Good. God. I don’t know where to start with this. As soon as I heard about this I rushed to trade posts with Lady Geek Girl so that I could write about it. However, upon sitting down to do so, I realized that to write about it, I’d have to—ugh—actually watch the trailer.
If you know anything about me or this website, you can stand assured that I did not enjoy a second of it. This movie looks like it will be a disaster on every possible level, and on top of that, releasing it in the week after Iron Fist crashed and burned in no small part due to whitewashing complaints feels almost comically idiotic.
On top of the thoroughly disappointing issue of whitewashing—presumably due to the stubborn belief that an American Light Yagami has to be white, because all of America is white, right? (heavy sarcasm)—this movie displays a shocking lack of insight into the differences in the justice system between Japan and the US. Japan is a mostly-racially-homogeneous country where, to a large extent, the people in power and the people in jails look pretty much alike. Meanwhile, the racial melting pot of the US has extremely racially skewed statistics in terms of prison inmates. That’s a vague way of saying that despite only about 25% percent of the population being Black or Latinx, Black and Latinx people account for an astounding 58% percent of the prison population. The dynamics of a white guy using police records to “cleanse” prison populations comprised predominantly of Black people and other racial minorities is immediately and horrifyingly problematic in a way the Japanese version is not.
Making Light a white guy is also boring and too realistic, because, as multitudinous naysayers across social media have pointed out, there’s nothing spooky or supernatural about privileged white American men committing mass murders because they believe they’re the ultimate authority on good and evil. It fucking happens all the time.
Taking a look at the rest of the casting, let’s move on to L. Casting a Black actor as L at first seems like a progressive move. However, (spoilers for a decade-old manga) L dies. Light outmaneuvers him in a ridiculous twist worthy of an Ocean’s Eleven sequel, and subsequently fucking murders him. So instead of casting two people who are on equal racial standing, Netflix’s Death Note takes a quirky, soft-spoken, brilliant, potentially neuroatypical Black boy and has him shown up and killed by a white sociopath. To add insult to injury, the only Japanese characters in this, a movie based on Japanese source material which was imbued with a deeply Japanese worldview, are very minor supporting cast, one of whom is L’s butler.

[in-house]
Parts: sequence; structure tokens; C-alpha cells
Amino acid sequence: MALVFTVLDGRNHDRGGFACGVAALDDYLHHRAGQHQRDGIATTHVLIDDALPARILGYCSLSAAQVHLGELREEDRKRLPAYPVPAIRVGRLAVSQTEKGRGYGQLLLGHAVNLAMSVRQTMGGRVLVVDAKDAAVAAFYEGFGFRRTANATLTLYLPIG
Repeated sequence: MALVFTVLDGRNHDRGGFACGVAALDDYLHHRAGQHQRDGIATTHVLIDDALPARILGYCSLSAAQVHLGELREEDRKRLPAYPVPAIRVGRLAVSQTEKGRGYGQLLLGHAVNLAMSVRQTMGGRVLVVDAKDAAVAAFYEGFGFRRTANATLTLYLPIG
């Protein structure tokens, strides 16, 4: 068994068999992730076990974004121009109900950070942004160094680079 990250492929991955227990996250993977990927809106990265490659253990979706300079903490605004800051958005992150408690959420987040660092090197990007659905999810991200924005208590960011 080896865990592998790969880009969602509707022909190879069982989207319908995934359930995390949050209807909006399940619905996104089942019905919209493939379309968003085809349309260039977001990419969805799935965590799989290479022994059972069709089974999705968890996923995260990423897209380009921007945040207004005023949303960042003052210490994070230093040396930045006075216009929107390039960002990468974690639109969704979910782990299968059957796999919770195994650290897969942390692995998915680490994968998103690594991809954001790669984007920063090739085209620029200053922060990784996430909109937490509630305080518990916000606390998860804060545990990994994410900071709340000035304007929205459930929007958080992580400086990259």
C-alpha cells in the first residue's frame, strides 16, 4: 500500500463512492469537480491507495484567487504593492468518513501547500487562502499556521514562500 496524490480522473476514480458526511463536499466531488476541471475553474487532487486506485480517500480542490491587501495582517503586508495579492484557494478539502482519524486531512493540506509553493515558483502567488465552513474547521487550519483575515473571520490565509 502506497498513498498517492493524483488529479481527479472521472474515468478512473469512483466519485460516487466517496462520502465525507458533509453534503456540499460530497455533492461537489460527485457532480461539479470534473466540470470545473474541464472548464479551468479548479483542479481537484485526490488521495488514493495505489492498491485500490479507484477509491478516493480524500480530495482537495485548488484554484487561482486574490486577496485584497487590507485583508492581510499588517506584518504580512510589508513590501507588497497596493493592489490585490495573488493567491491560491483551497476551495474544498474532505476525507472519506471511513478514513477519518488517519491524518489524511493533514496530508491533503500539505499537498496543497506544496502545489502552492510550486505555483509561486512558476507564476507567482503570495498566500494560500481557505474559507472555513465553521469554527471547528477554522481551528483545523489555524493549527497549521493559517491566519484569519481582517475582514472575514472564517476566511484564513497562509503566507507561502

That Japanese source material, is, by the way, only referred to in the trailer in the phrase “based on the international phenomenon”, which is a weirdly vague way for something that seems insistent on retaining so many beat-for-beat aspects of the original that make it so Japanese. From an entirely linguistic standpoint, for example, we see a shot in the trailer of graffiti that says “JUSTICE OF KIRA”. Aside from the phrasing of “Justice of Kira” not sounding like fluent English, the original Japanese used Kira as Light’s serial killer identity because “kira” (キラー) is how the word “killer” is written/pronounced in Japanese. Why on earth is this white boy from Seattle calling himself that? Is Light a huge fucking weeaboo? Even the title doesn’t make sense—in Japanese a notebook is called a no-to (ノート), another English loan word from “note”. No English speaker calls a notebook a note—ノート is a false cognate that has a completely different meaning in English.
Frankly, you’d have to write my name in the Death Note next to “forced to watch the Netflix adaptation of Death Note” to get me to tune into this monstrosity. At least it would be an imaginative cause of death.
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There is a whitewashing element from the East Asian side too: It’s hard for Asian Americans to get jobs teaching English in China, Korea, etc. because parents/students want someone visibly foreign. I imagine Japanese licensors wanted a white guy as the protag. Having said that, I would have insisted on more Chinese American and Japanese American secondary characters.